On the earlier point of fighters tactically plotting their career path to protect their unbeaten record, I couldn’t resist questioning McDonagh on why he chose to take a risky 50/50 fight so early in his career when many may have shied away in favour of lower-risk opposition.

“We were told that we had to sell over 100 tickets at York Hall on a Friday, and I live in Kent, so I told the truth that I won’t be able to do that and that it would be a bit of a struggle and I was told I wouldn’t be boxing. But my coach got a phone call and asked ‘Do you want that fight?’ and if I never took that fight I wouldn’t be boxing for a couple of months. But at the end of the day, you have to take them fights. I’m a fighter, I’m not scared. There’s no point building your record to 15-0 and people think ‘oh, he’s got a good record’ then jumping in with someone and getting beat.”

It’s another of the absurdities talked about rarely in the upper echelons of boxing but remains a constant pressure for fighters making their way – Tickets. Of course, it is a relatively self-explanatory concept that the small hall show entrants are paying the wages of the night’s fighters and without them, the shows can’t go ahead. To those unaware though, seeing a 25-year-old boxing professionally under the MTK banner may conjure images that for McDonagh, and others like him, it is all glamour and plain sailing.

“Yeah, they think it is but when you sit down and tell people what the outgoings are they realise it’s a lot. People think it’s easy, but it isn’t. It’s hard! You’ve got to go round selling the tickets and then people will say ‘Can I get four tickets off you?’, you’ve got your eyes set on them to get them four tickets and they text you saying ‘Don’t worry about those tickets, change of plans’ – It’s the worst thing in the world”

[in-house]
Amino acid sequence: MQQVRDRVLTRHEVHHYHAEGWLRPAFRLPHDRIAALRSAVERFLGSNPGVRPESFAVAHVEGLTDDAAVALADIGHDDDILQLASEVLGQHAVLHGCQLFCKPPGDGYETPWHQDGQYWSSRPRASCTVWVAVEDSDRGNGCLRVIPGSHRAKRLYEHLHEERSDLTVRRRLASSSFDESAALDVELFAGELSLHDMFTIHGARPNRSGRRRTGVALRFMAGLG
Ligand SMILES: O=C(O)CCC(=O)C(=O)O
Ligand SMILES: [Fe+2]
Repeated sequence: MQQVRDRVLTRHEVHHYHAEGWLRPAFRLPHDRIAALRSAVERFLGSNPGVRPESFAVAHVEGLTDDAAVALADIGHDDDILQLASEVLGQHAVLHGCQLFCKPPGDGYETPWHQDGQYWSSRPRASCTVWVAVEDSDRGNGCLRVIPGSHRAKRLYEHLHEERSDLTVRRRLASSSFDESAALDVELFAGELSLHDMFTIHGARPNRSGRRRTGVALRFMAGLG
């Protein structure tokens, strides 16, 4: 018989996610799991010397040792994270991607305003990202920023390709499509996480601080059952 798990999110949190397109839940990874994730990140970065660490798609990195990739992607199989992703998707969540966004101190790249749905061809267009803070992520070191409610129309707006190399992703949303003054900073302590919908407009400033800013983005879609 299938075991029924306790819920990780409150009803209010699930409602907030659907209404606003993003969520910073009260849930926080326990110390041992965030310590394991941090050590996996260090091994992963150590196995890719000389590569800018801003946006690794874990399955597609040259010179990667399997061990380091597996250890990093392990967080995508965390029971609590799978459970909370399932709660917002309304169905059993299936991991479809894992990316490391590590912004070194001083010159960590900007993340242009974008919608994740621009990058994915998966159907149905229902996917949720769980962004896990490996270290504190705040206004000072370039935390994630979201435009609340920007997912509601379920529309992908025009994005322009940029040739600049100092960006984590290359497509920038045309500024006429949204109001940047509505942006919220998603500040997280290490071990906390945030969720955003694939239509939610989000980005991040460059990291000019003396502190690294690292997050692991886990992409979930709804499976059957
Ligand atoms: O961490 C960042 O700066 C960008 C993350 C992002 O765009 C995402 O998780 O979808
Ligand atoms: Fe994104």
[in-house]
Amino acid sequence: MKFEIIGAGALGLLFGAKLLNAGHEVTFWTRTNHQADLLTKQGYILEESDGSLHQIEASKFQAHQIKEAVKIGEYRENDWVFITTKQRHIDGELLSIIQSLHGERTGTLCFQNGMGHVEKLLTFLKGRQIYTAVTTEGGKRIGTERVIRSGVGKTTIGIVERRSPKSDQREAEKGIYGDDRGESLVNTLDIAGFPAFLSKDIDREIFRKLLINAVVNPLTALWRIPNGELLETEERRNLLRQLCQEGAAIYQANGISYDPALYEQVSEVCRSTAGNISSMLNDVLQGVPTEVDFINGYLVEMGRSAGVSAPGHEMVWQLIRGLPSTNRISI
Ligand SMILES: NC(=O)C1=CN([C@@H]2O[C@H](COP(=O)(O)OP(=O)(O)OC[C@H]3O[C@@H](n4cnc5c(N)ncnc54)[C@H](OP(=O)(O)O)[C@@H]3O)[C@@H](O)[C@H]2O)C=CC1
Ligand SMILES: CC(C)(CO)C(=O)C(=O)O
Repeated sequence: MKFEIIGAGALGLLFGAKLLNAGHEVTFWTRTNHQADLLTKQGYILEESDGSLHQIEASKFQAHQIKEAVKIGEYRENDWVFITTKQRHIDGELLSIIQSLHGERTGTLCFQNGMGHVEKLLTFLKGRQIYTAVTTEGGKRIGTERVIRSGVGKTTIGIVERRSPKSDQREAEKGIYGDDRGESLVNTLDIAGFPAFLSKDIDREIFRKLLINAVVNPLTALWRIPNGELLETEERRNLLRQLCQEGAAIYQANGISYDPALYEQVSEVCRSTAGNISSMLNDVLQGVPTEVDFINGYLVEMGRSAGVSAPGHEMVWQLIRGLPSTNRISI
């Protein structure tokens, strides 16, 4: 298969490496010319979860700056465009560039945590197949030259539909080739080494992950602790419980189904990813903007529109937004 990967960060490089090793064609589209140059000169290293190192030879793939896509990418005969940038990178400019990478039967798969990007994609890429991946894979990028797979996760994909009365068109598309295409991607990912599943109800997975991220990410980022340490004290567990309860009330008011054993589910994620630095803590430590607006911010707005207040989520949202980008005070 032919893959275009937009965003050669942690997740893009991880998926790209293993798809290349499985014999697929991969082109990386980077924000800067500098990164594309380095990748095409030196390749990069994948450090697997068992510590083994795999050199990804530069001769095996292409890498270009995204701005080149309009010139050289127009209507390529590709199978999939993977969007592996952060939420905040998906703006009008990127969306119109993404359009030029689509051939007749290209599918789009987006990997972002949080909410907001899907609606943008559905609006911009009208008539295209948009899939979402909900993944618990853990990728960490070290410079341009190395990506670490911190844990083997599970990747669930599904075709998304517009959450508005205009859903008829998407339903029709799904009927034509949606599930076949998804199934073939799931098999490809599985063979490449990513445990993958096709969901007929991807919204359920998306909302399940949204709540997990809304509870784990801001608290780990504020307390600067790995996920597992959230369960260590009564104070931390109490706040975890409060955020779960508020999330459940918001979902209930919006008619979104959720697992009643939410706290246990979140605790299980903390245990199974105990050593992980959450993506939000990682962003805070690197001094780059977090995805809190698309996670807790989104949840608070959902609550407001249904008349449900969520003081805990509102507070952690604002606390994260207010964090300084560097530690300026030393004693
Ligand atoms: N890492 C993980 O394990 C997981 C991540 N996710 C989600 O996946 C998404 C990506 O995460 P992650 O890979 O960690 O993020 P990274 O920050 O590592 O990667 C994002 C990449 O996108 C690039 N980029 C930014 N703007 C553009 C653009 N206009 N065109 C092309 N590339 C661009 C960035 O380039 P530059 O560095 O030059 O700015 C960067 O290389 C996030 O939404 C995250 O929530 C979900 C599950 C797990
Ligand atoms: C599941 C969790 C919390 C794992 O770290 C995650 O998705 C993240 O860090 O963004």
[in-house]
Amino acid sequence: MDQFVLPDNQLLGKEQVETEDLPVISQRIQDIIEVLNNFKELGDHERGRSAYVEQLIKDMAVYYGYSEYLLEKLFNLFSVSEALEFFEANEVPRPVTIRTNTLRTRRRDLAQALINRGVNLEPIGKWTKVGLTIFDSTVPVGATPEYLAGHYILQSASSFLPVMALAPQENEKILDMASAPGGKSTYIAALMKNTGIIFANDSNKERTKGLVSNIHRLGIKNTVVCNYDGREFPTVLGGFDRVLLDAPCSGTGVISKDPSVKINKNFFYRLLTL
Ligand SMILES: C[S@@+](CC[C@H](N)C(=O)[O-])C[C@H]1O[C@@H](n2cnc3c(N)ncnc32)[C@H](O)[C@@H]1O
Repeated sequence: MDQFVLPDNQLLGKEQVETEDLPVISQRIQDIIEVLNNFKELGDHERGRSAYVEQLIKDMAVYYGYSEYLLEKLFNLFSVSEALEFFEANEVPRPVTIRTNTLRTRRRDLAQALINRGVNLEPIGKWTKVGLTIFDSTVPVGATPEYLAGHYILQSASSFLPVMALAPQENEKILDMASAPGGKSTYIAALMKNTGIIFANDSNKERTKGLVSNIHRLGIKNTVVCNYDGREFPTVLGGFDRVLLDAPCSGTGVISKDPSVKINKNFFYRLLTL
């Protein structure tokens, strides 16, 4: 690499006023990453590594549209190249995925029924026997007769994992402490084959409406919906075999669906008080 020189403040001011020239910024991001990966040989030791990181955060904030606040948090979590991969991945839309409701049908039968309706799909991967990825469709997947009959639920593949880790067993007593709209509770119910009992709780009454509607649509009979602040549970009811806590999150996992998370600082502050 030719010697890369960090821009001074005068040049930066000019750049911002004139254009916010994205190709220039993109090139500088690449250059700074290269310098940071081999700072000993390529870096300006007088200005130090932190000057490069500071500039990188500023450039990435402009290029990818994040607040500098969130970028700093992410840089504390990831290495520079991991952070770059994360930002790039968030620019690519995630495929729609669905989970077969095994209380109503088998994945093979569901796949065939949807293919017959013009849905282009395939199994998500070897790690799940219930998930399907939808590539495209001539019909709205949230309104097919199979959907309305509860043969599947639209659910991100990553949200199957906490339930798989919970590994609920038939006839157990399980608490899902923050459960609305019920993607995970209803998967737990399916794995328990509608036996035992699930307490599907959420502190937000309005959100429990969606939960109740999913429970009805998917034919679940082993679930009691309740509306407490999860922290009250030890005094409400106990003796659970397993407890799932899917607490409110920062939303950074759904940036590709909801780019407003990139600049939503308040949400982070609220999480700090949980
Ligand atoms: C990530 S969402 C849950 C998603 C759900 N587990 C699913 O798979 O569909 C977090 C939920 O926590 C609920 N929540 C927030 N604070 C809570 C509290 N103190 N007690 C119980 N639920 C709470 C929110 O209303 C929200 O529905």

Following his loss to Egbunike, McDonagh was of the attitude that the best medicine was to dust himself down and get back in the ring. McDonagh has boxed three times since that night winning all three and dropping just one round of the 16. Perfect preparation for his next outing against Harlem Eubank, cousin of interim WBA World Middleweight champion Chris Eubank Jr. and nephew of British boxing legend Chris Eubank Sr. While boxing fans will be familiar with the Eubank family name, McDonagh is more than familiar with the man himself with the pair having met twice in the amateurs and McDonagh having his hand raised on both occasions.

“I haven’t noticed any extra attention, but I’ve beaten him twice before so I think everyone is interested. It’s going to be a good fight, I’m looking forward to it and I’m ready to make a statement and put my name up there and show people that I’m here properly.”

Eubank and McDonagh meet in the pro ranks | MTK Global

Before closing our conversation I tried to tease some details out of McDonagh about his game plan for his upcoming bout but to no avail. Undoubtedly, McDonagh’s up and coming coach Billy Rumbol, will have formulated what he believes to be a road map for success for the night but McDonagh is keeping his cards close to his chest.

“I’ll leave that until the night… To me, my mindset is that I’m in there to do a job and I’m in there to perform. You’re going to see a top-class performance and you’re going to see Martin McDonagh make a statement and introduce himself to the scene properly.”


Martin McDonagh faces off against Harlem Eubank on a packed undercard of Brown Vs Bowes on Wednesday 2nd September. For the most up to date information make sure you are following @ESBRBoxing, @MTKGlobal and @mmcdonagh95

Headline: Brown Vs Bowes Date: September 2nd 2020 Time: First bell approx. 19:30 Venue: Wakefield, UK Channel: IFL TV (YouTube) / ESPN+ (USA)